The Supreme Court of Georgia has affirmed the murder convictions and life sentence for David Joe Mann Jr. in the 2012 death of 7-year-old Ethan Martinez.
The court’s opinion was released on Jan. 27 and affirmed Mann’s convictions for malice murder and two counts of first degree cruelty to children for throwing Martinez, his fiancée’s son, to the ground and killing him.
In September 2012, Mann lived in Newton County with his fiancée, Dora Martinez, and her son, Ethan. On the morning of Sept. 18, Mann called 911 and said that Ethan was unresponsive and vomiting. When first responders arrived, they found the boy unconscious but breathing with signs of a head injury.
Ethan was transported to Newton County Medical Center, where a nurse observed a large hematoma on the back of his head, and other injuries to his buttocks and arm. A CT scan showed bleeding along the side of his brain, as well as brain swelling.
Ethan was transported to Children’s Healthcare of Atlanta, where he was admitted with a traumatic brain injury. Doctors eventually confirmed brain death, and Ethan was taken off life support on Sept. 21.
During interviews with the Newton County Sheriff’s Office, Mann admitted to having “whooped” Ethan after learning that Ethan had not completed his homework. Mann said that he then picked Ethan up in the air and tried to throw him on the bed, but missed the bed and Ethan hit the ground.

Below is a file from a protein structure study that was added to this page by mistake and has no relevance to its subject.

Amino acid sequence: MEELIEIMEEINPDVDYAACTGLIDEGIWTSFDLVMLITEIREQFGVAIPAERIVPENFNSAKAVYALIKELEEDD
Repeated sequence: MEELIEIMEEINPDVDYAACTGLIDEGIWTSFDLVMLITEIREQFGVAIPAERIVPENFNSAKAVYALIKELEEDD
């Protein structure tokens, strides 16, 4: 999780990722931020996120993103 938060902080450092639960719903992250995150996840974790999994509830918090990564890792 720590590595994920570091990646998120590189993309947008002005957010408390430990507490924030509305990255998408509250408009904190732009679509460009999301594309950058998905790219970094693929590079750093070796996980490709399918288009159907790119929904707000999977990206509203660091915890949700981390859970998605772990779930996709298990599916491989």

Mann was initially charged with cruelty to children and aggravated battery. Charges against Mann were upgraded to felony murder following the child’s death.
Mann’s trial was held Sept. 29-Oct. 2, 2014. The jury found Mann guilty on all counts and he was sentenced to life in prison. Mann filed a motion for a new trial on March 28, 2018. The court denied the motion on Feb. 19, 2019. Mann appealed to the Georgia Supreme Court in August.
In his motion for a new trial, Mann claimed the evidence presented against him at trial was insufficient to support his convictions, that the trial court committed reversible error in five respects, and that his trial counsel rendered constitutionally ineffective assistance.
The Supreme Court ruled that “there is no reasonable probability that the outcome at trial would have been different,” and Mann’s appeal was denied and his convictions and sentence upheld.